“Mike. I don’t want–” It was no use. Persuasion was striking out.
Just get him out of here any way she could. “On your feet.” Jane took a step closer to the table. “Now. Or I’ll carry you in a fireman’s lift and tote you out of here on my shoulder. You know I can do it, Mike.”
Mike gazed up at her in horror. “You wouldn’t do that. Everyone would laugh at me.”
“I don’t care if these losers laugh at you. They should be studying for their exams instead of pickling their brains. And so should you.”
“Doesn’t matter.” He shook his head mournfully. “I’ll flunk it anyway.
I should never have come here. Ron and Sandra were wrong. I can never make it in an Ivy League school.”
“The school would never have accepted you if they didn’t think you could make it. You did fine in high school. This is no different if you work hard enough.” She sighed as she realized she wasn’t getting to him through that haze of alcohol. “We’ll talk later. On your feet.”
“Mike.” She bent so that she could stare him directly in the eyes.
“I promised Sandra that I’d take care of you. That means not letting you start off your first year like a drunken sot or get thrown in jail for underage drinking. Do I keep my promises?”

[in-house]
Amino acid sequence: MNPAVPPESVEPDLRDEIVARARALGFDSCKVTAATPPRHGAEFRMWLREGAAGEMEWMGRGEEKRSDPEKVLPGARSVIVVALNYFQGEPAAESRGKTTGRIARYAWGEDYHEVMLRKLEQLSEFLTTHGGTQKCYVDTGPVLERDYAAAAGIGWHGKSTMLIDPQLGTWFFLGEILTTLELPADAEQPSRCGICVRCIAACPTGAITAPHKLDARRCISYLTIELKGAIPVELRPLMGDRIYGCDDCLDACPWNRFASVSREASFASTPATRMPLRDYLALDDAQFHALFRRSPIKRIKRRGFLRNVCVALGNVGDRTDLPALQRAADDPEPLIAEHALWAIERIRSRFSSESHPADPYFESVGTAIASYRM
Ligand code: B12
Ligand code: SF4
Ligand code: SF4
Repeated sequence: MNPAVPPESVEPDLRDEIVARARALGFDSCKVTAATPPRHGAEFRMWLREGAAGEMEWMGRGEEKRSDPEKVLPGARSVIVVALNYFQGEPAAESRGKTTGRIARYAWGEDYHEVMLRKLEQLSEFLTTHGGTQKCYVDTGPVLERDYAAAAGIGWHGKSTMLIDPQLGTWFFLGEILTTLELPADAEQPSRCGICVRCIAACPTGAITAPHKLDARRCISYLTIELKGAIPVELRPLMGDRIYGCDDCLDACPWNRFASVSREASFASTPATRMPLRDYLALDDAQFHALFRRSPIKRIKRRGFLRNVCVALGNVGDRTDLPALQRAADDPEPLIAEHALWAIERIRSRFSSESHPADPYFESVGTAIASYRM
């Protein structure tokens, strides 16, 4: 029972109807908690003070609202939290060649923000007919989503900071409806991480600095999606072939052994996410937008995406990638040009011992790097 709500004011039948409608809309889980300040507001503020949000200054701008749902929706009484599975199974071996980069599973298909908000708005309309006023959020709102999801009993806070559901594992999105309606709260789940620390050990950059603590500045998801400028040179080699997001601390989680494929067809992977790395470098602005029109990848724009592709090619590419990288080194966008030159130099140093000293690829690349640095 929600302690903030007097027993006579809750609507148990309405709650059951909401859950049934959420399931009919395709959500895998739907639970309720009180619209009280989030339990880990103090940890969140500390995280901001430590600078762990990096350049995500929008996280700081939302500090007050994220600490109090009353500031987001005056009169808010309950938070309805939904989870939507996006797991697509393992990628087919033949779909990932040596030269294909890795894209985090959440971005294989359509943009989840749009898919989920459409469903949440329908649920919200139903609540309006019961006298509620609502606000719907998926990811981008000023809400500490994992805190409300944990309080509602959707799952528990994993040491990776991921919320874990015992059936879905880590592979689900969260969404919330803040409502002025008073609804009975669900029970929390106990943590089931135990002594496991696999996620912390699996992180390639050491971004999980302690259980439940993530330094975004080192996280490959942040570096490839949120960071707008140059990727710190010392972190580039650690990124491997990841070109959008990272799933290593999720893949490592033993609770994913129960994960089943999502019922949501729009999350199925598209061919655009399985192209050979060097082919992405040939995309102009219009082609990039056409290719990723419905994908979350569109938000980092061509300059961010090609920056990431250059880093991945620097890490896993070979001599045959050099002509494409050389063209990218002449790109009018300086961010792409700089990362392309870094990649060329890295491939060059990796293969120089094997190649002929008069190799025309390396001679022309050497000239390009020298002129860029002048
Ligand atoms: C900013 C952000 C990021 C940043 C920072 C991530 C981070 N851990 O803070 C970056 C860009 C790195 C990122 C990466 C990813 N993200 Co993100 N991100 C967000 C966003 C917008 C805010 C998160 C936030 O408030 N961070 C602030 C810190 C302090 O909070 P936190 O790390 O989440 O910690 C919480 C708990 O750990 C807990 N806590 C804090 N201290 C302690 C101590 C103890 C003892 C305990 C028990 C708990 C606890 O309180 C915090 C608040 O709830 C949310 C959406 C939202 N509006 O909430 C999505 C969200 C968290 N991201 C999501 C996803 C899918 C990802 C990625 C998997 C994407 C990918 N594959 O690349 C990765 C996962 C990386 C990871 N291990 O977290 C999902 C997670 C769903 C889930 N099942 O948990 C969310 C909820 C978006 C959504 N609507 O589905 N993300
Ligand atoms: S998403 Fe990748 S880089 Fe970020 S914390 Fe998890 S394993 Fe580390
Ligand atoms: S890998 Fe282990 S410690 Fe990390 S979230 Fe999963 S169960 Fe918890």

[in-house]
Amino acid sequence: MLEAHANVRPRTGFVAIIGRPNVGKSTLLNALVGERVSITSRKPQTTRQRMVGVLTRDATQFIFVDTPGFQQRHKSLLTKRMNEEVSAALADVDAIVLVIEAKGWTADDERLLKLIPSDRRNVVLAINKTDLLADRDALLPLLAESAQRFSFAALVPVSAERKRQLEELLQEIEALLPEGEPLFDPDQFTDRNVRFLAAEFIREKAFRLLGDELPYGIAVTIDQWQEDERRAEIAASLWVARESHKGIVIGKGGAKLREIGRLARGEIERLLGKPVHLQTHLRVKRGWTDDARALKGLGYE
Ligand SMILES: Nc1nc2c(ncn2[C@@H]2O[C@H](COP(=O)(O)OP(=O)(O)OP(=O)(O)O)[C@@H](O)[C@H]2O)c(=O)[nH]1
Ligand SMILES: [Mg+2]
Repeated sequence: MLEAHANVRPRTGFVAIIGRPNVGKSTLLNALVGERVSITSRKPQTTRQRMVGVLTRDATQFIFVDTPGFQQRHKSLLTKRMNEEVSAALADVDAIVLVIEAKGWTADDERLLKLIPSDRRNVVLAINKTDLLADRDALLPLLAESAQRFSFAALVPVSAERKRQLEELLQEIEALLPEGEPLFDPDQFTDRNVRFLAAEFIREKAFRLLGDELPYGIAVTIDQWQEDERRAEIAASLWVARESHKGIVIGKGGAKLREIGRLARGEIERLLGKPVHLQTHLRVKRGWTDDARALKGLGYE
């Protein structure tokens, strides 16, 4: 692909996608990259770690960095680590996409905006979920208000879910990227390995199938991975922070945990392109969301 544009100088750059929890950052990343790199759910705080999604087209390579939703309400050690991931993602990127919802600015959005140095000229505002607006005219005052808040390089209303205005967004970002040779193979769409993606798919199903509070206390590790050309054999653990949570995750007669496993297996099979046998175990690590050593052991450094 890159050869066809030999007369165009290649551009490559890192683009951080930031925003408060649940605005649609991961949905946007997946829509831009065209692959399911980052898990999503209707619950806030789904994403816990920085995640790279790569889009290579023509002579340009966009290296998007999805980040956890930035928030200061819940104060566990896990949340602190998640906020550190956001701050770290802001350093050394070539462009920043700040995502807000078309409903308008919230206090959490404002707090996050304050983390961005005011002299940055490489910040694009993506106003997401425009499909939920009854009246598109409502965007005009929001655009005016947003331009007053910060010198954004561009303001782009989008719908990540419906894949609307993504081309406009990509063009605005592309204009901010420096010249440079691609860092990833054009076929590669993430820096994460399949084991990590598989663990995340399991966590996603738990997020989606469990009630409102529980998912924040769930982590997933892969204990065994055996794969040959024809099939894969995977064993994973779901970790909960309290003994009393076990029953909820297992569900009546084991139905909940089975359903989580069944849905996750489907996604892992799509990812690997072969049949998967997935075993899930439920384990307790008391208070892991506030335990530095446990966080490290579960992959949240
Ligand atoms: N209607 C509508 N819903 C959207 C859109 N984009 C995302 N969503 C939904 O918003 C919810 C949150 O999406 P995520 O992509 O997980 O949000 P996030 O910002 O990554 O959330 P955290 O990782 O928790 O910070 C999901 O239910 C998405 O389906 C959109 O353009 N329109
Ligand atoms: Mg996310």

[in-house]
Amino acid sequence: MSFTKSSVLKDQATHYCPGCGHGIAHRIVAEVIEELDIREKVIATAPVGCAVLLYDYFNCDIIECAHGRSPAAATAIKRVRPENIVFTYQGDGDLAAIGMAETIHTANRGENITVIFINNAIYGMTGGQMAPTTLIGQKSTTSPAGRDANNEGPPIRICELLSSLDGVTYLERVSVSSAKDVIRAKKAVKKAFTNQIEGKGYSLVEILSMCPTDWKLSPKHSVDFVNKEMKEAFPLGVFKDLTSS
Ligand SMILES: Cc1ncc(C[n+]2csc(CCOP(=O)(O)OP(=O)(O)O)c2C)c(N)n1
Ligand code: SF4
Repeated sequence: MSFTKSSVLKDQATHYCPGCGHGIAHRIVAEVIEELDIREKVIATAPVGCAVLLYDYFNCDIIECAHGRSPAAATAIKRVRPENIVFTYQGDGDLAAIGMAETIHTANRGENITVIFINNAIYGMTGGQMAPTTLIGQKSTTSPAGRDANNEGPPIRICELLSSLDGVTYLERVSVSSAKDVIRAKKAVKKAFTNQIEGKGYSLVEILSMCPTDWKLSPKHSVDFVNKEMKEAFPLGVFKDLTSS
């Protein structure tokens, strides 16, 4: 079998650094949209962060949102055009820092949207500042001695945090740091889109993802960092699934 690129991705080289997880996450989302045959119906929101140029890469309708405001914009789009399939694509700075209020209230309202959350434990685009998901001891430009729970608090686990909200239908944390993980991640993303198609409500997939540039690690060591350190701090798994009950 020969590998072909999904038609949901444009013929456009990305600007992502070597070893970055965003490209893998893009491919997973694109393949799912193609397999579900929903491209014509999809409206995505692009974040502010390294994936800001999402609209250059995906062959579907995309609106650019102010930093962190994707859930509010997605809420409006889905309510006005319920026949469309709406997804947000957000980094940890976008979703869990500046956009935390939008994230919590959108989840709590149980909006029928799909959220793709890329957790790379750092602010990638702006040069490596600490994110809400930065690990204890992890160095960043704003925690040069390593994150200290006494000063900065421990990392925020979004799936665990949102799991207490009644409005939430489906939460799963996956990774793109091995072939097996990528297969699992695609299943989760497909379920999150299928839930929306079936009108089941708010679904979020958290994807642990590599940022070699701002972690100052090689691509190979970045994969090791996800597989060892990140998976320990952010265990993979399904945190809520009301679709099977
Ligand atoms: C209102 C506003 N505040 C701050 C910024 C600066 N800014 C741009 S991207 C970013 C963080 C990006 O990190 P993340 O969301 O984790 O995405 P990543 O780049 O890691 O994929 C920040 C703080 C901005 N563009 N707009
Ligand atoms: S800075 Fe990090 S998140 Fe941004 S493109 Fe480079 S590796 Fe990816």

He nodded. “But you shouldn’t have promised–I’m not a kid anymore.”
“Then act like it. You have two more minutes before I make you look like the asshole you’re being.”
His eyes widened in alarm and he jerked to his feet. “Damn you,
Jane. I’m not–”
“Shut up.” She took his arm and propelled him toward the door.
“I’m not feeling very warm toward you right now. I have a final tomorrow and I’ll have to stay up till dawn to make up for this trip to town.”
“Why?” he asked gloomily. “You’d ace it anyway. Some people have it. Some people don’t.”
“That’s bull. And a pretty pitiful excuse for being lazy.”
He shook his head. “Paul and I talked about it. It’s not fair. You’ve got it all. In a few months you’ll graduate with honors and make Eve and Joe proud. I’ll be lucky to make it through at the bottom of my class.”
“Stop blubbering.” She opened the door and pushed him out of the bar. “You won’t even make it through the first term if you don’t shape up.”
“That’s what Paul said.”
“Then you should have paid more attention.” She saw Paul standing on the sidewalk and asked, “Where’s his car parked?”
“Around the corner in the alley. All the parking spots were filled when we got here. Do you need help with him?”
“Not if he can walk,” she said grimly. “I hope you took his car keys away from him.”